Biology Professor Epitomizes the Teacher-Scholar
- Major: Biological sciences
“ Collaborating between academia and industry is really important because it allows students to see how science is applied. It fits in so well with Cal Poly Pomona’s learn-by-doing approach. The more we can nurture these relationships, the better. It can be a win-win situation. ”
Whether developing an innovative drug that has helped hundreds of thousands or mentoring individual students at Cal Poly Pomona, improving lives is what excites Professor Jill Adler-Moore.
The biology professor invented AmBisome, a breakthrough antifungal drug that is perhaps the most significant discovery and academic achievement in university history.
During her 39-year tenure, she has garnered about $15 million in grants and contracts for research, as well as significant funding to support underrepresented students in science.
And she was instrumental in establishing the biotechnology major — the first in the Cal State University system — which provides a foundation in biology and knowledge of the marketplace and the industry.
On a personal level, Adler-Moore is intensely committed to her students and devotes an hour a week to advise each of her eight to 10 undergraduate and graduate research assistants.
Adler-Moore, who does not shy away from a challenge, is known for her persistence, enthusiasm and drive. Those qualities were evident early in her career when few women were involved in scientific research.
“I had to be really good in order to get where I needed to go and to reach far,” AdlerMoore says. “I couldn’t think, ‘I can’t do it because there are so few women in science.’”
Her persistence — plus a stroke of inspiration — paid off in the discovery of AmBisome, which treats fungal infections in patients with compromised immune systems, such as those with cancer, AIDS or severe burn injuries. Now used in 50 countries, AmBisome has helped hundreds of thousands of people and generated about $1 billion in sales since 1989.
It’s a rare feat for any scientist, especially in the historically teaching-centric CSU system, to introduce a new drug in the marketplace, says Frank Ewers, biology department chair and associate vice president for research.
“It takes a really excellent idea. Then you have to convince other people that it’s a good idea. Then you have to develop mounting evidence that it really will work,” Ewers says. “There are many, many clinical trials that are necessary, many years until it can become a product and sold in the marketplace to help cure people. It requires a lot of inspiration and perspiration.”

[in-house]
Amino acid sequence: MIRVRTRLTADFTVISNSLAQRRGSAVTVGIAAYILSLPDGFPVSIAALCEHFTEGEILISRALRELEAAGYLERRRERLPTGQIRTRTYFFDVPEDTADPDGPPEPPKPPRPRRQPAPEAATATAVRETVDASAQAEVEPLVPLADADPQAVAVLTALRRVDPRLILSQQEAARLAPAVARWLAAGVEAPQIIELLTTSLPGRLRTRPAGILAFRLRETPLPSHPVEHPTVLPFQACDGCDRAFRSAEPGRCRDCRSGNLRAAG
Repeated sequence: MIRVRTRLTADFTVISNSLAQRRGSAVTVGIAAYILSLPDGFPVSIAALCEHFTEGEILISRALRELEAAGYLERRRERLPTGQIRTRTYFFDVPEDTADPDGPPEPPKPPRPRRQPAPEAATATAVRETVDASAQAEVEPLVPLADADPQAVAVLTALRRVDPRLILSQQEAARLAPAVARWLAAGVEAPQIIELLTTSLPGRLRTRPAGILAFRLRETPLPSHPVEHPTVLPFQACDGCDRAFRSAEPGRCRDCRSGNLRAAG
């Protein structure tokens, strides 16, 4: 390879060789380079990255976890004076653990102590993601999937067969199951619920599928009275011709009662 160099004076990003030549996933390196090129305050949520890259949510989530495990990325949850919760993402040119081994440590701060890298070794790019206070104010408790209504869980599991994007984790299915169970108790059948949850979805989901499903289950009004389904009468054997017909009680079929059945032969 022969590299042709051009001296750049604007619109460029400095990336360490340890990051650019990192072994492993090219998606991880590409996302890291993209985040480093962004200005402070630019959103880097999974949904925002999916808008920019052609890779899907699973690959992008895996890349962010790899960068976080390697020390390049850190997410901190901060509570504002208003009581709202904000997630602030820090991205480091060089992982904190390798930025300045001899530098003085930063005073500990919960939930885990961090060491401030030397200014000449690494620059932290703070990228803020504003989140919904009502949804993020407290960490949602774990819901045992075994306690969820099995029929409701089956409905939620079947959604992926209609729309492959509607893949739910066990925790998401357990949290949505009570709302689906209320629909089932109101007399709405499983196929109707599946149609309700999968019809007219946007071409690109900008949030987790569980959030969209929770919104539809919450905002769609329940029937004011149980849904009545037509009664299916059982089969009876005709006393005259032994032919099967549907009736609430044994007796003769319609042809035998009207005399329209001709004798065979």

Adler-Moore says the challenge of solving a puzzle, as well as the hope of saving lives, motivated her to persevere in her years-long project, which she lovingly calls her “scientific baby.”
During a sabbatical in 1983, she began experimenting with ways to safely deliver the powerful yet toxic fungi-fighting drug, and discovered that liposomes (microscopic fatty capsules) were up to the task. After about 300 formulations and numerous clinical trials, AmBisome was approved in Sweden in 1989 and in the United States in 1997.
One of the benefits of research, Adler-Moore says, is collaboration, which is another reason she feels at home at Cal Poly Pomona. Working with student research assistants is an opportunity to mentor a new generation of scientists and introduce them to the real-world applications of their work.
“When students start out with me doing research, they really don’t know what they’re doing. It’s very different from coursework and structured lab work,” Adler-Moore says. “They have to learn time management and to think critically, using all the information they learned in their coursework.
“I get to see how they change, and it doesn’t happen overnight. It can take six months to a year for them to become confident researchers. With my graduate students, it takes about three years before they can complete a research project.”
It takes graduate students longer because they have to master sophisticated procedures, obtaining research data and then editing and repeating experiments to support their findings, she says.
Good grades don’t necessarily reflect students’ ability to be successful researchers, she adds. It’s often an intangible quality — the way they approach experiments or the type of questions they ask. First-generation college students often have the most to learn about being a researcher, but they find a champion and a role model in Adler-Moore.